A phonological description of Naba
Keywords:Naba, Bilala, Nilo-Saharan, phonological description, sonority, sonority hierarchy, sibilants, tone, lexical phonology
Naba, also known as Bilala, is a Nilo-Saharan (Sara-Bagirmi) language of Chad with about 410,000 speakers from three ethnic groups. This paper gives a basic description of the Naba phonological system, using segmental phonology and lexical phonology approaches. Topics covered include the phonemic inventory, syllable structure and phonotactic restrictions, the tone system and its interaction with other phonological processes, and the main lexical and post-lexical processes.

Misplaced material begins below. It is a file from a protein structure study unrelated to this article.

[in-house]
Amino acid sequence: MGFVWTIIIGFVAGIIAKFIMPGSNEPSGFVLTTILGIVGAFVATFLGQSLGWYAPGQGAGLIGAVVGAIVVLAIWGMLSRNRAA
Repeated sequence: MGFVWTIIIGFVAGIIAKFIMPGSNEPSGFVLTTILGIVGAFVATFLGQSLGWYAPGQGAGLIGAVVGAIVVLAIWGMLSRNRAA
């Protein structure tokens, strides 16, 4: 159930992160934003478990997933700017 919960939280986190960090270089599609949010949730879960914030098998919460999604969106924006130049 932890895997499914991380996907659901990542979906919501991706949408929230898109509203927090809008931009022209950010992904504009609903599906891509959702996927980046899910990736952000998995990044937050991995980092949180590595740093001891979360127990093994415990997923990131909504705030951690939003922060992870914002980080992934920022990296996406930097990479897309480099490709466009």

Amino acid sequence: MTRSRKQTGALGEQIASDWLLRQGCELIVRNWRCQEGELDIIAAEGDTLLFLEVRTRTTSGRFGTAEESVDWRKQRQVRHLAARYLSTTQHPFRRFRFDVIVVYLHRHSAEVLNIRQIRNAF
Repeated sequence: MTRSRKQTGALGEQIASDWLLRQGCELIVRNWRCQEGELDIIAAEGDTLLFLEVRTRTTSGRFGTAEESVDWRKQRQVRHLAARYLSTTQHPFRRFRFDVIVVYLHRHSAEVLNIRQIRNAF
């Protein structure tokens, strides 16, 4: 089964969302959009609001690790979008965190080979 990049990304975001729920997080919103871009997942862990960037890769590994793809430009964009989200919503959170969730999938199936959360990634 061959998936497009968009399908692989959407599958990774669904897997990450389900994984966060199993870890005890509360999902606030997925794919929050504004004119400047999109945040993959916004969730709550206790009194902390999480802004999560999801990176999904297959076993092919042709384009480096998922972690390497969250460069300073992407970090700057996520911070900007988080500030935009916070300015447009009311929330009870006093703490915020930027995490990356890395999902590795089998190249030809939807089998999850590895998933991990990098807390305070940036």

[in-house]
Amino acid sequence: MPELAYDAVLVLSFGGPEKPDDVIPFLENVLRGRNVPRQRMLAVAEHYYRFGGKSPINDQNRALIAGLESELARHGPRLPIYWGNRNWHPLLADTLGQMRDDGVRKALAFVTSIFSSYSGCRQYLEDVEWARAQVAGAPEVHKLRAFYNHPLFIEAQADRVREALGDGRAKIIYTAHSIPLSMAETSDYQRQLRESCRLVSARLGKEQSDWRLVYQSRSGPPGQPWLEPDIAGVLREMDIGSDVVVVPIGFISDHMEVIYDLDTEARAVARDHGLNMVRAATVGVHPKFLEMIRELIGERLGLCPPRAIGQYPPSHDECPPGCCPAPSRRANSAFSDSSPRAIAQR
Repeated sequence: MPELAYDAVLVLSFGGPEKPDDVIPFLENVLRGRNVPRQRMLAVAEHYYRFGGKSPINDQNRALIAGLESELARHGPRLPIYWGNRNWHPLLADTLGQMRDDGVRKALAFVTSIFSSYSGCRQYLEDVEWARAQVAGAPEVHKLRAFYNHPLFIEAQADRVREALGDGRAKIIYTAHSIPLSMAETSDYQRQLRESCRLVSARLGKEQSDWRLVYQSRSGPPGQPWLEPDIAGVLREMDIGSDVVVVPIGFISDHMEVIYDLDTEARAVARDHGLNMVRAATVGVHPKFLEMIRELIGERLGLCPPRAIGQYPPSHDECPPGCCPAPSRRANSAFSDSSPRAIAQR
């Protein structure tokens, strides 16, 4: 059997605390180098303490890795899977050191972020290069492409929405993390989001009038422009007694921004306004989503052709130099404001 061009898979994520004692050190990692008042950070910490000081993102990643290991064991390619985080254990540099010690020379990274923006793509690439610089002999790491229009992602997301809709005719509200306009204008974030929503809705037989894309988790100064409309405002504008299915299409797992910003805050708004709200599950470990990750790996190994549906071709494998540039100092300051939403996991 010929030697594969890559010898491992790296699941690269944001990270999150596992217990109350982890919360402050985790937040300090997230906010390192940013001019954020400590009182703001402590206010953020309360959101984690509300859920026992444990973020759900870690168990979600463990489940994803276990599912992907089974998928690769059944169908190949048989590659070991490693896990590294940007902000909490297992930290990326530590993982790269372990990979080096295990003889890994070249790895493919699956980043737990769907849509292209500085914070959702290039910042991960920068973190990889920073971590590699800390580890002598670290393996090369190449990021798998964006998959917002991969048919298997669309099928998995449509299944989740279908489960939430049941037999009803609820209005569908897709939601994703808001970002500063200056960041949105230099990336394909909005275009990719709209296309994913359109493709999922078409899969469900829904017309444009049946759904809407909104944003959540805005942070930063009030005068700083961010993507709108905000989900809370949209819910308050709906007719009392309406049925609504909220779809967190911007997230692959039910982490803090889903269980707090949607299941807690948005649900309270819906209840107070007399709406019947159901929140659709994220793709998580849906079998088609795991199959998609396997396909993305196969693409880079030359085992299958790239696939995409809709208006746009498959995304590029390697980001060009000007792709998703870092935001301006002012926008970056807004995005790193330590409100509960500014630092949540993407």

A special focus is given to the important role of sonority hierarchy in Naba phonological structure and processes. This hierarchy groups affricates and non-sibilant fricatives with stops in a single obstruent category, while nasals, liquids, and approximants comprise the sonorant category. The distinction is key for syllable structure, phonotactic restrictions, tone sandhi, and a number of both lexical and post-lexical processes. It is proposed that the two sibilant fricatives /s/ and /z/ exist as a separate sonority level in between obstruent and sonorant, and evidence is given as to why they cannot be classed with either group.
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Copyright (c) 2023 Elaine Marie Scherrer
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